"The idea behind automatically and regularly resetting your password is pretty obvious: it makes historical password information useless; it forces users to periodically think about security; it increases the likelihood that people will use a password they do not use for other services; and it creates more of a moving target for potential hackers."
Yes, that's the *idea*. It's also completely idiotic.
The "achieved goals" are only the goals *intended* to be achieved. The policy in no way acts to ensure that those goals are *actually* achieved.
1. Historical password information rendered useless.
Not if the user is adopting some date related component with an otherwise fixed password. e.g. xxxxxxxxxAPR2016. If you have someone's historical password then you can easily predict what their current password might be - just change the date component until you hit pay-dirt. (Numeric components, just keep increasing the numbers or - if you have a particularly creative user - decreasing them)
2. Forces users to think periodically about security.
NO! You might like to THINK this is what is happening, but all it forces is an awareness that there is an annoying security policy. This in no way guarantees what thoughts that awareness will then result in. In most cases the thoughts will not be "Hmmm, now I must carefully devise a new, secure password". It will in most cases be "Goddamit not again". Followed by an entirely though-free process of mechanically applying the algorithm the user has devised to generate a new password that satisfies the policy with the minimum of effort on their part. After all, this is just something that is getting in the way of their doing the things they actually want and/or need to do and which they want to deal with as quickly as possible. Rigor and diligence are simply not a factor, let alone any really serious consideration of security.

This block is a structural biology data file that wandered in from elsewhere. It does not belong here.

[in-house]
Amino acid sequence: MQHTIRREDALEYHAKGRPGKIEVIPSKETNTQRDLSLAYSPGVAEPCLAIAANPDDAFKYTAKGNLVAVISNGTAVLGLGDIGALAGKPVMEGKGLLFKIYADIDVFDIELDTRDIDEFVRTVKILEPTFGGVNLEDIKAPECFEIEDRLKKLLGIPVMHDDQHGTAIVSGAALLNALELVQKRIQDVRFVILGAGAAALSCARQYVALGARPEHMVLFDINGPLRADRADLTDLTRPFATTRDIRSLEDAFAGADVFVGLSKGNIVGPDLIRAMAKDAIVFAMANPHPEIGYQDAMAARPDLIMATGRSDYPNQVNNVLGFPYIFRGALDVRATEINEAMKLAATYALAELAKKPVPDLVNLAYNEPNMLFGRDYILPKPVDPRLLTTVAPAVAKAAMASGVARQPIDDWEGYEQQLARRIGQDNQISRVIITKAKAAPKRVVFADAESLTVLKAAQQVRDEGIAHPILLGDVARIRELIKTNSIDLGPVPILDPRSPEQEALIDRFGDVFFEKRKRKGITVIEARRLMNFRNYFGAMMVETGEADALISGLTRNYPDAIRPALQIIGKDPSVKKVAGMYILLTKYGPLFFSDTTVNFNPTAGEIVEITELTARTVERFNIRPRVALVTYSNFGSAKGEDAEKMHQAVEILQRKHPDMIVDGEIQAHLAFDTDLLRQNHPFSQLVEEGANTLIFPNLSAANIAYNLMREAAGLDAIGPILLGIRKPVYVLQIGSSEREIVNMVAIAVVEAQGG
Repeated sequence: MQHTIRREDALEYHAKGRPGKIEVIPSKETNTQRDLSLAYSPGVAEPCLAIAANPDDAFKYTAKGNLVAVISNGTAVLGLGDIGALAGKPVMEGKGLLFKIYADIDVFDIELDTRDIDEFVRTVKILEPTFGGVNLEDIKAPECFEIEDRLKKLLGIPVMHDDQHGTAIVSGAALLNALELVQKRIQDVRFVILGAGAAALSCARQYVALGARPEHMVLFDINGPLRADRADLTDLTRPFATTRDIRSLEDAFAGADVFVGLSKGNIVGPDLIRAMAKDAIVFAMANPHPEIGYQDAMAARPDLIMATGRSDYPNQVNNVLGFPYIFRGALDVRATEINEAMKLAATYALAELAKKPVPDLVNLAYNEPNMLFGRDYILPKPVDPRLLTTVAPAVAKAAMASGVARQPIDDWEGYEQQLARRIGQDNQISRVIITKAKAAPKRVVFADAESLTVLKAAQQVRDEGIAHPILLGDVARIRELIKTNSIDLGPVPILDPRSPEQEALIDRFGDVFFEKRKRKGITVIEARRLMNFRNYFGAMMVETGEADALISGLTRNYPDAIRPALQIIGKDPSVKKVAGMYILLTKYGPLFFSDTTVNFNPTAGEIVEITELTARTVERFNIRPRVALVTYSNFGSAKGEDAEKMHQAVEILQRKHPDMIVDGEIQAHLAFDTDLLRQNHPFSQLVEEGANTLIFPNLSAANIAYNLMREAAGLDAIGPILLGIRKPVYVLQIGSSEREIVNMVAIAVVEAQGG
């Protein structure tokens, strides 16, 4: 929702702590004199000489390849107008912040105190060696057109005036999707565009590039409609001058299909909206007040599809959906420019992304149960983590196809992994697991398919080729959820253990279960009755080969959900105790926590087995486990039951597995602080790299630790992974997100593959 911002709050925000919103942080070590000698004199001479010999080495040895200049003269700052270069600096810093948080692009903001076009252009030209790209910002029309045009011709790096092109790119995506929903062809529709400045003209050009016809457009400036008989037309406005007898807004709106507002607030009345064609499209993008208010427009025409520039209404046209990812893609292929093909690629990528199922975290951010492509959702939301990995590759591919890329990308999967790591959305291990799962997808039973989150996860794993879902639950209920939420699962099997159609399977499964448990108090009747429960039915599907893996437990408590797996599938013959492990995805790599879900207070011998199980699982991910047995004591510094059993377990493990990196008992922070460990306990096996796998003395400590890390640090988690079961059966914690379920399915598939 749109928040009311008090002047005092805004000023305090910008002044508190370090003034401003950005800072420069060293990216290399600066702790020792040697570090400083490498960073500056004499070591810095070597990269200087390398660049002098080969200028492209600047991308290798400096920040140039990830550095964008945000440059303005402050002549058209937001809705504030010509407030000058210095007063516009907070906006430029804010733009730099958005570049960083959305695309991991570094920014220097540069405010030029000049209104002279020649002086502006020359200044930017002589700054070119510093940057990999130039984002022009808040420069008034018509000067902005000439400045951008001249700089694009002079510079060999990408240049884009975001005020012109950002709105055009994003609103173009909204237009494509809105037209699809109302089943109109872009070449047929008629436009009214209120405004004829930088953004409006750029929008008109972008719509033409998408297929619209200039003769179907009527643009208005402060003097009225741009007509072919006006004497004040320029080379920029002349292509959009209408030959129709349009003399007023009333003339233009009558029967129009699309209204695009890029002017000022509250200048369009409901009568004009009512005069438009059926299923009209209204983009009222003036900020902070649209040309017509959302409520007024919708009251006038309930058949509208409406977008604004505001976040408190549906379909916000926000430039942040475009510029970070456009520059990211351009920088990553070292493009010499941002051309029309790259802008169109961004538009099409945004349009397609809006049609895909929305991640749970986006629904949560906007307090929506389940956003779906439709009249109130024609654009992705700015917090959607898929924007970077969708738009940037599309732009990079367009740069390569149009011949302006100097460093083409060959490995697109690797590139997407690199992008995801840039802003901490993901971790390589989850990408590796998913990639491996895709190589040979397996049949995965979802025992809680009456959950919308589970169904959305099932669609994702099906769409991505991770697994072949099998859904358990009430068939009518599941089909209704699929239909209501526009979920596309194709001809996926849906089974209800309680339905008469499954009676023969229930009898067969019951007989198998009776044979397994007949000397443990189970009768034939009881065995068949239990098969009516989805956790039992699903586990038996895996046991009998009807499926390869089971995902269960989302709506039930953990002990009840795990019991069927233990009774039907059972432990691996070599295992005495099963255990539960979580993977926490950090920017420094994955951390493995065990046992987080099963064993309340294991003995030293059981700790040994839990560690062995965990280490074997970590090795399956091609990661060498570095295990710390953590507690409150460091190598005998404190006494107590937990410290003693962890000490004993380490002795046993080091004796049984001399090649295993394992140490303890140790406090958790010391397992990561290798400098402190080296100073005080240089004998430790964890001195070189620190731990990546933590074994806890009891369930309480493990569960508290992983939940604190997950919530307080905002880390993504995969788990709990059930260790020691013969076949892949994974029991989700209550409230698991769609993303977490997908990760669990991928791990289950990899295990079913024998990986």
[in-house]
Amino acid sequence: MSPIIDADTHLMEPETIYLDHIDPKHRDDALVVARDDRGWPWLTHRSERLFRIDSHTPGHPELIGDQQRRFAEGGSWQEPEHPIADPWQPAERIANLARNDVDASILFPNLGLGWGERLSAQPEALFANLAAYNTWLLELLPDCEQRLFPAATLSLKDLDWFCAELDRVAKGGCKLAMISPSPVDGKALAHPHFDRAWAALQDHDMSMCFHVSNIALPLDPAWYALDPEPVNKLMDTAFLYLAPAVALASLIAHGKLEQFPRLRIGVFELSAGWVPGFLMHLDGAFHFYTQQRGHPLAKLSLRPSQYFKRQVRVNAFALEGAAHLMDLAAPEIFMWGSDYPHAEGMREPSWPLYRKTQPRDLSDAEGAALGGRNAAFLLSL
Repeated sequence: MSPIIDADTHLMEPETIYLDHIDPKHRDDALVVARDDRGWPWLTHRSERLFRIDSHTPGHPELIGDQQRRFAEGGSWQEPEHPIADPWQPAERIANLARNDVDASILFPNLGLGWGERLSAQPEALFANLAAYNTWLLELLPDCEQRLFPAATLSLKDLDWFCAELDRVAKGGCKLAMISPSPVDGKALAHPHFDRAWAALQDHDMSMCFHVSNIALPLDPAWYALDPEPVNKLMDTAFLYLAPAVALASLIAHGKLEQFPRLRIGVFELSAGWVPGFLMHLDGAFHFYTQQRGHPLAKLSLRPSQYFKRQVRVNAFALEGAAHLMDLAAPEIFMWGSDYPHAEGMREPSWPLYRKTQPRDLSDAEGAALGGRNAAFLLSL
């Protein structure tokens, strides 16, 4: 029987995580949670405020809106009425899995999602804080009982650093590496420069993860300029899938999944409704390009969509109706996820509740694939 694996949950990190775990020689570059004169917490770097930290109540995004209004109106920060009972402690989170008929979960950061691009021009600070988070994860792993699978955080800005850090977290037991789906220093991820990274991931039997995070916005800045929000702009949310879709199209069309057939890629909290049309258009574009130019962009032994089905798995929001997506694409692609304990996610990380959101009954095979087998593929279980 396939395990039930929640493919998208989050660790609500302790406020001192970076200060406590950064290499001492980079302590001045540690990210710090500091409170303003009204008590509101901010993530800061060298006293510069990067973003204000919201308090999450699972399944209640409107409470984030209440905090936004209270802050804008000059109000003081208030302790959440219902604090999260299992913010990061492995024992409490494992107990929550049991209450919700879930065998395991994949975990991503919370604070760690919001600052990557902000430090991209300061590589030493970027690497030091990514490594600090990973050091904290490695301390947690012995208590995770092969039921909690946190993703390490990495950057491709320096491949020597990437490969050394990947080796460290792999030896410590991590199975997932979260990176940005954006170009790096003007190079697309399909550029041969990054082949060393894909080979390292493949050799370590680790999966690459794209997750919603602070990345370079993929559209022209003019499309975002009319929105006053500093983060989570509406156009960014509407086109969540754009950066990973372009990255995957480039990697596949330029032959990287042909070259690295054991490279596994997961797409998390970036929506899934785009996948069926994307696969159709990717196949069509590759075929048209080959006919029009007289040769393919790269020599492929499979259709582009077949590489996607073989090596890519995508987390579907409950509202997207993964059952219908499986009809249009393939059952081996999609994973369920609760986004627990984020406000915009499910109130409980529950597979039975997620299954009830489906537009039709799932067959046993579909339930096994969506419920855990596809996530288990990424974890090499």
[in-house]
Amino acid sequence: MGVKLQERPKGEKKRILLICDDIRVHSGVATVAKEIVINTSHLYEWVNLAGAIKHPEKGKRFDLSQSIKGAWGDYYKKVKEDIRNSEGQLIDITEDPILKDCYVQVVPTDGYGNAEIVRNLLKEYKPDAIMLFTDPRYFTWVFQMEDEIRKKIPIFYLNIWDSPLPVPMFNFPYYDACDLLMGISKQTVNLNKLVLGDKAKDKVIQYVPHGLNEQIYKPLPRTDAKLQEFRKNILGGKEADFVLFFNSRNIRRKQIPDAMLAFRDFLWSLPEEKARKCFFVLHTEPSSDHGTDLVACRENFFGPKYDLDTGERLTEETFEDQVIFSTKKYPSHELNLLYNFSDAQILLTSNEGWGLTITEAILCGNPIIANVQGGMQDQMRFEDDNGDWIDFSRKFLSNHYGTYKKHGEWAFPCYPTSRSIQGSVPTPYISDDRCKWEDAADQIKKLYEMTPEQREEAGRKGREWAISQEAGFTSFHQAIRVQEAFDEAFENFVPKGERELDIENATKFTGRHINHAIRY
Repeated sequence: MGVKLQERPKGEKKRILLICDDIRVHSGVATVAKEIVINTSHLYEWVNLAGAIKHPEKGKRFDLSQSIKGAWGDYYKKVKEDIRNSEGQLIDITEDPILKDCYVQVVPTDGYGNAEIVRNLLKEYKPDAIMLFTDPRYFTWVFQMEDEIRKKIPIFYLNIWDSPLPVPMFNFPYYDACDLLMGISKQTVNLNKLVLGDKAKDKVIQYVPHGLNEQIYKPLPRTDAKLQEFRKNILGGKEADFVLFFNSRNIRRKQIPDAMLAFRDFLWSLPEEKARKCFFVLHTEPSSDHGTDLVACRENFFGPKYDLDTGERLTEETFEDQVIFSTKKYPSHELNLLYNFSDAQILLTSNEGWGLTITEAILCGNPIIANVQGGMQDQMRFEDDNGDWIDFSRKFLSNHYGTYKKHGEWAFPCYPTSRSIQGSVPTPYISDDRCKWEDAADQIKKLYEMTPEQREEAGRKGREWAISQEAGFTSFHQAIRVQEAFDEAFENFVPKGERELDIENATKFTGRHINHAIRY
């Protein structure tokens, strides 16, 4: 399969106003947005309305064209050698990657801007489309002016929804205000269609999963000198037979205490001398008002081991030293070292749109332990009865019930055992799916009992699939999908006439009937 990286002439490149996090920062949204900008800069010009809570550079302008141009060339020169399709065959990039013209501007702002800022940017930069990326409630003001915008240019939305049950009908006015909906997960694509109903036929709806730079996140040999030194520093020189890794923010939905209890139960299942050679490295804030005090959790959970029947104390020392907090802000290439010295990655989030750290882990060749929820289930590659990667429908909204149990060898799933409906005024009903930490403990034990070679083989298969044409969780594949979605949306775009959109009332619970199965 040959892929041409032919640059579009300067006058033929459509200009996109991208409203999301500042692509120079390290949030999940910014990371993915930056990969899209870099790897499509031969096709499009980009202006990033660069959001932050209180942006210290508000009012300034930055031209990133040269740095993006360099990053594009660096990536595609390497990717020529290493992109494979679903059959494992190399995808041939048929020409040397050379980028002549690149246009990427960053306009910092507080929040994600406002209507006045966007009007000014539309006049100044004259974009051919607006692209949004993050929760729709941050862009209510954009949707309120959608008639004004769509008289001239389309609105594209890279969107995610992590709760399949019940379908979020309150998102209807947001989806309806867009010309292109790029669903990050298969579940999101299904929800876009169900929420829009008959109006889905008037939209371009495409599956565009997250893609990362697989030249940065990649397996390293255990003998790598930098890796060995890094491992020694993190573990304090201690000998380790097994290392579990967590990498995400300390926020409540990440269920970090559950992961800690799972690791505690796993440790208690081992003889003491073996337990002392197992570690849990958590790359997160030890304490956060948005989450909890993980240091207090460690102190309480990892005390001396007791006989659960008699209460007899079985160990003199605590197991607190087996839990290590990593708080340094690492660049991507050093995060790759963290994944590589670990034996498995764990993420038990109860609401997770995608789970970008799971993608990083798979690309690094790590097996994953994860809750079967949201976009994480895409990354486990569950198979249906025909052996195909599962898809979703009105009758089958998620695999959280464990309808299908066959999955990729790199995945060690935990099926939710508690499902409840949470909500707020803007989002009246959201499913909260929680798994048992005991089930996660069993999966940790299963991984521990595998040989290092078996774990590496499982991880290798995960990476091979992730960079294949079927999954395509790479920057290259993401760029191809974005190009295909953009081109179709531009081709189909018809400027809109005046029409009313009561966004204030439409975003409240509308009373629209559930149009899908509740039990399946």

3. Increases the likelihood that users will not use the same password on different services.
There might be SOME element of truth in this one, except that being forced to routinely change their password by one service, the chances are high that they will simply incorporate their "normal" password (the one they use on all the services that do not force them to change it) in the rotating password that they use for the ones that do. If the password reset cycles are not in sync this in turn further increases the likelihood that the variation they adopt will be some date based formula, since this allows a user to make a good guess at a forgotten password within the common "3 strikes" window of opportunity (the month they think they last changed their password then one.month either side).
4. Creates a moving target for hackers.
Wrong. This final "conclusion" is predicated on an idealistic scenario arising and the previous 3 goals all having been met because the user is aware and complying with the expected, ideal behaviour laid out in those 3 goals.
In reality the "moving target" is likely to be just a shuffling target. Barely moving at all (and worse: moving in a highly predictable fashion).
People are not cogs in a machine that will behave the way that the designers of the machine want.